by Chris Becker Asian markets remain very cautious, unable to translate new record highs on US stock markets to further advances domestically. Currencies are little changed with the USD remaining steady against most majors after last nights falls while commodities are mixed as iron ore falls and oil wants to lift higher after being steady
Australian Dollar Analysis, News and Forecasts
The Australian dollar, Aussie dollar (AUD) is one the world’s great commodity currencies. Founded in 1966 and floated in 1983 the Aussie “battler” is the 5th most traded currency in the world despite the economy being only the 12th largest by GDP.
The Australian dollar spent much of its first two decades post-float consistently devaluing from the pre-float value of $1.48 US dollars in 1974 to a low of 47 cent in 2001.
Subsequently it broke this huge downtrend with the rise of the Chinese economy and it’s insatiable demand for raw materials – especially those inputs into steel production, iron ore and coking coal – which Australian was endowed with in abundance. It topped this enormous turnaround in 2011 at $1.11 versus the US dollar.
As the super cycle entered decline so too did the Aussie, falling to a low of 68 cents in 2016 and still falling.
However, the Australian dollar had became popular as a small reserve currency holding with foreign central banks. As the value of the currency virtually halved during the bust they kept buying. Because global central banks were fighting both low inflation and oversupply worldwide, many engaged in an overt currency war, deliberately devaluing their currencies to capture or protect global market share of production. This was exacerbated by private sector flows pursuing the “chase for yield”.
This proved a challenge to Australian macroeconomic managers as the commodity bust persisted. Without the lower value, the Australian economy was unable to compete in non-resource sectors. The Reserve Bank of Australia embarked on a series of interest rate cuts, jawboning and, eventually macropudential policy, to bring the Australian dollar to fair value.
There are five drivers to the currency. Australia’s relative position vis-a-vis Chinese and its own growth; interest rate differentials, the strength or otherwise of the US dollar; the terms of trade and sentiment. Each of these tips into any fair value model but over time the primary driver is the terms of trade. The relative strength of each waxes and wanes with wider trends. For instance, during the “tech bubble” of the late nineties the Australian dollar was battered lower by poor sentiment as it was seen as a pre-tech dinosaur. After the “tech bust”, the currency rapidly recovered as sentiment turned favourable for real assets like commodities.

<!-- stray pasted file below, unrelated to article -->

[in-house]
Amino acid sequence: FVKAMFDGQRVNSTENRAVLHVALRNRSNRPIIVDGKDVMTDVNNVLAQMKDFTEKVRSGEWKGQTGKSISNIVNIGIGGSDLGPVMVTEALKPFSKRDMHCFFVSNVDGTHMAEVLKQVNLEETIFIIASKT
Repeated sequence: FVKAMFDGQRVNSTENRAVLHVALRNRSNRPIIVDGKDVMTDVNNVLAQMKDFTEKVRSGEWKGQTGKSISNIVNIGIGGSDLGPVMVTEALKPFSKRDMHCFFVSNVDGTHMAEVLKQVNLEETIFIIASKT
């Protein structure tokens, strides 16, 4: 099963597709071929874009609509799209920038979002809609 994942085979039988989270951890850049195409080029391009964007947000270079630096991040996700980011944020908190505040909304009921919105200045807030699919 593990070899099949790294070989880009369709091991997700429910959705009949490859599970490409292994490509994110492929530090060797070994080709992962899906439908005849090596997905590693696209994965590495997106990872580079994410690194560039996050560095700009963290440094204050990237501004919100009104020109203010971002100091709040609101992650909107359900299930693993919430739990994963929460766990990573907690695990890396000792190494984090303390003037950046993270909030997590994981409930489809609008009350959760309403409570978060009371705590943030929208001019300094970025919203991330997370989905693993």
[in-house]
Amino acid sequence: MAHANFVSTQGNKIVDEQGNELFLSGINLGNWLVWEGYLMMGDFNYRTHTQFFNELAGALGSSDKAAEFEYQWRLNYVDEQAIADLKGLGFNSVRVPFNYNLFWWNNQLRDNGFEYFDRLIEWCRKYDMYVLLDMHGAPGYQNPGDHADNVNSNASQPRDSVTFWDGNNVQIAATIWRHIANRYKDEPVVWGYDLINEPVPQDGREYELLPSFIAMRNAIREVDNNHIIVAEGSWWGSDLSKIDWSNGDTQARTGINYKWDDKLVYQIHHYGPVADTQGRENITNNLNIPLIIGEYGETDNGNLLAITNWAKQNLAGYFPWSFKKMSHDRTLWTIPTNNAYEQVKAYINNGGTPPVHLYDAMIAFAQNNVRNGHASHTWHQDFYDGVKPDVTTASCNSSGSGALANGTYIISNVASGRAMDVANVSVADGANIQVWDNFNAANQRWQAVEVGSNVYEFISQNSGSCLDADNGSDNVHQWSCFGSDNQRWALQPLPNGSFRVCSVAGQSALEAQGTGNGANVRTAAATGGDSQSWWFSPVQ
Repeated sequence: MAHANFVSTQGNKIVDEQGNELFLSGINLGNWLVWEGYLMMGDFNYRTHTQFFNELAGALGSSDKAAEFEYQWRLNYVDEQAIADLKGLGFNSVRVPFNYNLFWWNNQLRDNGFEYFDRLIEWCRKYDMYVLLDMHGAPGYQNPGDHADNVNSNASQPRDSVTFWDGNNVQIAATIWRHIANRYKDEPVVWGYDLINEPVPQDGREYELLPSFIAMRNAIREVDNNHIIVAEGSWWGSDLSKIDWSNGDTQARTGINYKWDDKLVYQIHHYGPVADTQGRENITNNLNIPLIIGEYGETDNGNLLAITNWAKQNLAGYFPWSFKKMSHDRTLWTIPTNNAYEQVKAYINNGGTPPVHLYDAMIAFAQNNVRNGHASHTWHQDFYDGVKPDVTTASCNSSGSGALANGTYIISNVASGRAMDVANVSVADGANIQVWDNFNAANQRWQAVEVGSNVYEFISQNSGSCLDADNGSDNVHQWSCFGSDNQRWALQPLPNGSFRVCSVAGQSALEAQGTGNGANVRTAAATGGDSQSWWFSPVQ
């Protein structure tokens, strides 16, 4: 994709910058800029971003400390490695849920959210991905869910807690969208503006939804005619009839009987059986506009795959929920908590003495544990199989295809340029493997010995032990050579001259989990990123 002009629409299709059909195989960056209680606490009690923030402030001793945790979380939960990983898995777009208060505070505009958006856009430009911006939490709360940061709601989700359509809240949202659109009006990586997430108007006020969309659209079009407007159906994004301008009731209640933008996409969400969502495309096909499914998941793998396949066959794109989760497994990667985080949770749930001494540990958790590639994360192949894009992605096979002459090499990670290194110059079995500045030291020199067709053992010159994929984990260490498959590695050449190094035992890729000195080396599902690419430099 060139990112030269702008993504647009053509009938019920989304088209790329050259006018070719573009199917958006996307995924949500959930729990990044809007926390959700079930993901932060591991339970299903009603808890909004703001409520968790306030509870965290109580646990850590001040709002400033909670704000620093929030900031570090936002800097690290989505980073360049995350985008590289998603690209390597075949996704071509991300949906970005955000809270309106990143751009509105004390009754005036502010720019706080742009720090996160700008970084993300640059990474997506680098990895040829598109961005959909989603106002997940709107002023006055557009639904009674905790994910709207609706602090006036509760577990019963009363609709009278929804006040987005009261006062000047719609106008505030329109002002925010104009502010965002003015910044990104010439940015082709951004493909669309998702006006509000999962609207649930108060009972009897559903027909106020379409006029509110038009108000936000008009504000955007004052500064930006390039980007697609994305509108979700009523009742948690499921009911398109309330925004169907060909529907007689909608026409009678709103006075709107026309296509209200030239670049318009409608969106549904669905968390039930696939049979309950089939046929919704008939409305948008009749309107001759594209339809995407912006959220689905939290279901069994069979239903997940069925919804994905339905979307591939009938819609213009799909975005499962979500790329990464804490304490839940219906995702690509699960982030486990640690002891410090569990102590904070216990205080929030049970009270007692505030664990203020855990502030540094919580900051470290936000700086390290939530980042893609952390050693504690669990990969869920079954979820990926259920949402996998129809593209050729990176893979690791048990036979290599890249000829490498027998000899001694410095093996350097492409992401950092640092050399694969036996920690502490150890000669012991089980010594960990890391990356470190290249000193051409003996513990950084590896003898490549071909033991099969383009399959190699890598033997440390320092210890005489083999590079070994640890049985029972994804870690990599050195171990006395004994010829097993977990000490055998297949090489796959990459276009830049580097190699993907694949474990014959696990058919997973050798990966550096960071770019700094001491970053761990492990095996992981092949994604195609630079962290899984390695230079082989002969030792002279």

MacroBusiness covers all apposite data and wider analysis of these issues daily.
By Chris Becker While US stocks technically hit another record high, this should be measured in hairs, not leaps and bounds as European stocks retreated amid slowing momentum across risk markets. The USD was hit hard against the majors with all moving higher against “the King”. Oil is breaking out finally after a lower
by Chris Becker Asian stocks are not having a good day in response to the mixed overnight lead absorbing the FOMC minutes fallout. Aussie 10 year yields were firmly bid higher as was the Aussie dollar itself in response to the capex print, while metals and other commodities slid back. The Shanghai Composite is losing ground
By Chris Becker The release of the latest FOMC minutes has been construed as dovish, with the Fed seemingly unconcerned about near term inflation. This sent the USD and stocks lower as Treasuries were bid with hot money instead. This sent Euro higher which did provide much of a headwind to European stocks, while oil
by Chris Becker A great lead from overnight markets generally turned the risk taps on here in Asia today, but the Yen strengthened against USD providing a headwind for Japanese stocks. Commodities were generally higher with the WTI oil price again dicing with the $54USD per barrel level as we head into another week of
By Chris Becker The return of US traders to their desk heralded another new rally to US stocks with record highs again dominating. The USD returned to strength against most of the majors, with oil almost breaking out to a new high, as retail earnings and preliminary PMI data firm the Federal Reserves resolve to
by Chris Becker A strengthening USD is the main highlight during a muted session in Asia today, with the release of the RBA minutes locally the only major catalyst on the calendar. Commodities were generally higher with iron ore up nearly 4%, gold slipping slightly while oil still wants to break free as the WTI
From the ANZ: ANZ continue to think that the AUD is going to depreciate in line with a stronger USD over the forecast horizon, the scale of the depreciation in our forecasts looks too large. In brief: Significant AUD downside has started to look more like a tail risk than a central forecast. Commodity prices